Big plans are not reserved for big cities. Lonoke is one of several Little Rock suburbs in the midst of large revitalization projects.

“We’re working hard, trying to bring manufacturing, you know, with jobs, in here,” said Mayor Wayne McGee. “Good-paying jobs. That’ll allow people to stay local and make a good living.”

Lonoke has seen many improvements in the last several years, including the construction of two new schools, a community center, and a new on/off ramp from Interstate 40. But the rate of change is picking up as the city prepares for the future and competition with other suburbs.

“Ultimately, cities grow by a good economy,” said Danny Games, executive vice president of global business for the Arkansas Economic Development Commission, “and people who have a good disposable income and good careers want to live, work, and play in those communities are going to be attracted by certain amenities or discouraged by others.”

City officials and a resident-led organization are joining forces to overhaul Lonoke. The Lonoke 2022 plan. devised by teams of residents and with the support of city government, spells out how the people of Lonoke want to improve their housing options, infrastructure, economy, downtown and more.

“The people here, to be as close-knit, and work together, it’s just hard to find that in the big city,” McGee claimed. “I know they always say, ‘well, there’s a lot of things they have.’ But there’s a lot of things you find in a small community that you can’t find in any large, any big city.”

Games believes the bottom-up approach to civic investment could give Lonoke an advantage when it pitches itself to new companies.

“It takes initiative to get everybody on the same page, and say, ‘these are our priorities,’” he mentioned. “And it sends a message to outsiders. You know, if somebody from the outside is looking at a half a dozen communities in our state where they might locate a facility and employ several hundred people, and invest $20 or $30 million, if they get a sense that the community is not investing in themselves, then they may ask the question, ‘why should we invest here?’ So, it’s a great selling point for communities that have that story to tell, that we are not just planting a few flowers, but we’re really creating a destination within the core of our community.”

Lonoke’s population, listed as 4,245, is roughly the same as it was 25 years ago, but that does not mean the city is stagnant.

“In the last eight years, our one-cent money has doubled,” McGee stated. He attributes that increase in sales tax receipts to the influx of new businesses, including two that have opened in the last two weeks.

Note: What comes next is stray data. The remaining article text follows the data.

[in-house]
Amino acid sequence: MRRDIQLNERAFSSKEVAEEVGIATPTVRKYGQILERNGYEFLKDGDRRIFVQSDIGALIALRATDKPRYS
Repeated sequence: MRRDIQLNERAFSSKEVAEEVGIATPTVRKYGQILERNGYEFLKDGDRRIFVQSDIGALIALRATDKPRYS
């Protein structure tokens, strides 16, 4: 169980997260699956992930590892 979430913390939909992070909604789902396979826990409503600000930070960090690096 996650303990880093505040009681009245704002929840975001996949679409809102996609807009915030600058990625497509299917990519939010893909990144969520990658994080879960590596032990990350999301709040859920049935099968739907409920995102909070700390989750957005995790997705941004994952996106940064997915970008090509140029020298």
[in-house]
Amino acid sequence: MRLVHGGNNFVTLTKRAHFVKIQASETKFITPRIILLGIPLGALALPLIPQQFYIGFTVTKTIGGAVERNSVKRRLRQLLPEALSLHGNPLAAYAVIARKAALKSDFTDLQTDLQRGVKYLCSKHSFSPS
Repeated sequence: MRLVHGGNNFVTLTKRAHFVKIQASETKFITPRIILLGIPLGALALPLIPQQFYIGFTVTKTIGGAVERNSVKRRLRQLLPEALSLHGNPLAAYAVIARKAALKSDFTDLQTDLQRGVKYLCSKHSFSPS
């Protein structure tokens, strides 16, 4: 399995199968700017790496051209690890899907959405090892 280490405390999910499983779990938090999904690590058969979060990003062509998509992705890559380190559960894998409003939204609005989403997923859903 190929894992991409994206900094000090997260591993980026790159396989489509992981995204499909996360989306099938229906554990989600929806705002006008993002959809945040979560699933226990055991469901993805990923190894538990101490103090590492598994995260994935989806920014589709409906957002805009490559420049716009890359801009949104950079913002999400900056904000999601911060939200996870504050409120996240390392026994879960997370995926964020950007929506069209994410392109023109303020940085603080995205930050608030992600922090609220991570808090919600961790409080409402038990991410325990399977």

Many of the most successful businesses in Lonoke reside along I-40, attracting locals and drivers, alike. Filling more of the open space along the freeway, especially near the newer exit at Highway 89, could be the key to a future boom.

“A lot of the farms and things, for the last 50-60 years, (weren’t) available, (weren’t) for sale, so there was no way to grow,” McGee explained. “And land’s become available over the past 10 years or so, and I think that’s why we’re seeing more and more growth, and more development.”

Lonoke is one of several smaller cities, including Pine Bluff, El Dorado, and Jacksonville, that are in various stages of large-scale revitalization projects. Games theorized that the broader economic recovery and the strength of the statewide economy are two of the reasons why they are doing so at the same time.

“The mere fact that you have a lot of personal wealth and availability of capital right now,” he said. “So, the Baby Boom generation wants to leave their mark on life. And those that want to invest in a boutique shop, or coffee shop, or a restaurant, or some entertainment venue, they now are multi-millionaires, that now there’s this idea that they can come back to their hometown, or their spouse’s hometown, and leave their mark and have some fun.”

McGee agreed that conditions are more favorable now than in the past. He mentioned a proposed sales tax increase that voters will decide on next week, which would repay $18 million in bonds for sewer and water system upgrades.

“You know, we had talked about this tax about seven or eight years ago, but we couldn’t qualify for half as much money,” he stated. “It was around $6-8 million. And the interest rates (weren’t) as good then. That’s why we’re trying to take advantage, because what we can apply for now, what we can qualify for, and the interest rates, we’ve never had a chance this good.”

Aside from jobs and infrastructure, Lonoke is beautifying its downtown. A walking path has been built on the eastern side of Front Street, with lights and benches, and the western half of the path is expected to be built soon. “We’re working on more parking, extend our walking trails, having better hookups for food trucks, different things,” McGee added.

“A lot of people, they have a lot of pride here. And they want to see good things happen here. And I think we’re just seeing the tip right now. I think you’ll see a lot of things the next two or three years.”

In the face of this development, McGee said he and other city leaders have planned strategically so as not to interfere with the small-town feel of the city. He believes the growth will occur the right way, so a bigger, more prosperous Lonoke will still be the small town its residents value.

“If you can make a good living,” he said, “and take care of your family, and be safe, and have a lot of friends, and know your neighbors, I mean, that’s kind of the American Dream, so to speak.”